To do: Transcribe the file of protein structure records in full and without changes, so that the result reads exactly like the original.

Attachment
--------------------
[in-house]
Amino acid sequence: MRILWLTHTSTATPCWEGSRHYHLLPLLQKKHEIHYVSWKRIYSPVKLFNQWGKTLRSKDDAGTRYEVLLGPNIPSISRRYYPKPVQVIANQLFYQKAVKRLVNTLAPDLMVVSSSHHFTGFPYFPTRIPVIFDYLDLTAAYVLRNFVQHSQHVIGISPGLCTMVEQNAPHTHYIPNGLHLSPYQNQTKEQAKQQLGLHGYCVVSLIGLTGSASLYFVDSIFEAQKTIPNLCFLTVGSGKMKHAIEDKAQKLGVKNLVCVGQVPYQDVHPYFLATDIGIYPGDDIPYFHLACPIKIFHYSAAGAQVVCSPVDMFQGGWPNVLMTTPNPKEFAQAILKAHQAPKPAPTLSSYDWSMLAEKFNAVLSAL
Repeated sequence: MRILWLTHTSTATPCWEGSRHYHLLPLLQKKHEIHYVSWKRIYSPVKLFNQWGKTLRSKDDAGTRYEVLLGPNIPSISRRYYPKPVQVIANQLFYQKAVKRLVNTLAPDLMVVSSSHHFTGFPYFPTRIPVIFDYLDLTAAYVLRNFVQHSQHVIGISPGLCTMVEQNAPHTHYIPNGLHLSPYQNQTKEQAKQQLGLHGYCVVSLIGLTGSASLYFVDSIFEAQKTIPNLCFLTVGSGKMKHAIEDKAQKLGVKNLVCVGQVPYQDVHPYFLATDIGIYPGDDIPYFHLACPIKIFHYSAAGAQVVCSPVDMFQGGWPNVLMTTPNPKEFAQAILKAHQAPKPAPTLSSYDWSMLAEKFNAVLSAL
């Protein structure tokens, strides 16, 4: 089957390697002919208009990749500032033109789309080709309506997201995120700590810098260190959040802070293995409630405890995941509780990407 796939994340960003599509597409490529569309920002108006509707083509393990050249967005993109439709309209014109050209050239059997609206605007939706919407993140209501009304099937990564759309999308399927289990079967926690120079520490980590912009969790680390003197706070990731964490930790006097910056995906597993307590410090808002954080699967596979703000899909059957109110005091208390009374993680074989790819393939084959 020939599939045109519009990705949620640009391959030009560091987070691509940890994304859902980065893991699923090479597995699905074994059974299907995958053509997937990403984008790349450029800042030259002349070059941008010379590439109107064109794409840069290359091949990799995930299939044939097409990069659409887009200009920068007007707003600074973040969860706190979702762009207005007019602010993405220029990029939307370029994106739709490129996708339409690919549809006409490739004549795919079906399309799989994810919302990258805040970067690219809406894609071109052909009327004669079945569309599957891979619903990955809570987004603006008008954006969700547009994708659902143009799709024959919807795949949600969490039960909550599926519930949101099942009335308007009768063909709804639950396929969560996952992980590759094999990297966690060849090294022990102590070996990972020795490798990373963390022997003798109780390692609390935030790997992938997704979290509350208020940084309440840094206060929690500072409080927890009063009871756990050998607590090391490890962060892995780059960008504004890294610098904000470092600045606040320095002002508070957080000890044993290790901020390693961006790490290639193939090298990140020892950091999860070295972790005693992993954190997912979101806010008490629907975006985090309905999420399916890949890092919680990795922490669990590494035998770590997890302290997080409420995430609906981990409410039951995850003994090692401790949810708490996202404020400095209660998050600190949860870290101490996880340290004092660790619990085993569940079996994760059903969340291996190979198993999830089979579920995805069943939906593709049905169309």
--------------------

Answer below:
[in-house]
Amino acid sequence: MRILWLTHTSTATPCWEGSRHYHLLPLLQKKHEIHYVSWKRIYSPVKLFNQWGKTLRSKDDAGTRYEVLLGPNIPSISRRYYPKPVQVIANQLFYQKAVKRLVNTLAPDLMVVSSSHHFTGFPYFPTRIPVIFDYLDLTAAYVLRNFVQHSQHVIGISPGLCTMVEQNAPHTHYIPNGLHLSPYQNQTKEQAKQQLGLHGYCVVSLIGLTGSASLYFVDSIFEAQKTIPNLCFLTVGSGKMKHAIEDKAQKLGVKNLVCVGQVPYQDVHPYFLATDIGIYPGDDIPYFHLACPIKIFHYSAAGAQVVCSPVDMFQGGWPNVLMTTPNPKEFAQAILKAHQAPKPAPTLSSYDWSMLAEKFNAVLSAL
Repeated sequence: MRILWLTHTSTATPCWEGSRHYHLLPLLQKKHEIHYVSWKRIYSPVKLFNQWGKTLRSKDDAGTRYEVLLGPNIPSISRRYYPKPVQVIANQLFYQKAVKRLVNTLAPDLMVVSSSHHFTGFPYFPTRIPVIFDYLDLTAAYVLRNFVQHSQHVIGISPGLCTMVEQNAPHTHYIPNGLHLSPYQNQTKEQAKQQLGLHGYCVVSLIGLTGSASLYFVDSIFEAQKTIPNLCFLTVGSGKMKHAIEDKAQKLGVKNLVCVGQVPYQDVHPYFLATDIGIYPGDDIPYFHLACPIKIFHYSAAGAQVVCSPVDMFQGGWPNVLMTTPNPKEFAQAILKAHQAPKPAPTLSSYDWSMLAEKFNAVLSAL
């Protein structure tokens, strides 16, 4: 089957390697002919208009990749500032033109789309080709309506997201995120700590810098260190959040802070293995409630405890995941509780990407 796939994340960003599509597409490529569309920002108006509707083509393990050249967005993109439709309209014109050209050239059997609206605007939706919407993140209501009304099937990564759309999308399927289990079967926690120079520490980590912009969790680390003197706070990731964490930790006097910056995906597993307590410090808002954080699967596979703000899909059957109110005091208390009374993680074989790819393939084959 020939599939045109519009990705949620640009391959030009560091987070691509940890994304859902980065893991699923090479597995699905074994059974299907995958053509997937990403984008790349450029800042030259002349070059941008010379590439109107064109794409840069290359091949990799995930299939044939097409990069659409887009200009920068007007707003600074973040969860706190979702762009207005007019602010993405220029990029939307370029994106739709490129996708339409690919549809006409490739004549795919079906399309799989994810919302990258805040970067690219809406894609071109052909009327004669079945569309599957891979619903990955809570987004603006008008954006969700547009994708659902143009799709024959919807795949949600969490039960909550599926519930949101099942009335308007009768063909709804639950396929969560996952992980590759094999990297966690060849090294022990102590070996990972020795490798990373963390022997003798109780390692609390935030790997992938997704979290509350208020940084309440840094206060929690500072409080927890009063009871756990050998607590090391490890962060892995780059960008504004890294610098904000470092600045606040320095002002508070957080000890044993290790901020390693961006790490290639193939090298990140020892950091999860070295972790005693992993954190997912979101806010008490629907975006985090309905999420399916890949890092919680990795922490669990590494035998770590997890302290997080409420995430609906981990409410039951995850003994090692401790949810708490996202404020400095209660998050600190949860870290101490996880340290004092660790619990085993569940079996994760059903969340291996190979198993999830089979579920995805069943939906593709049905169309």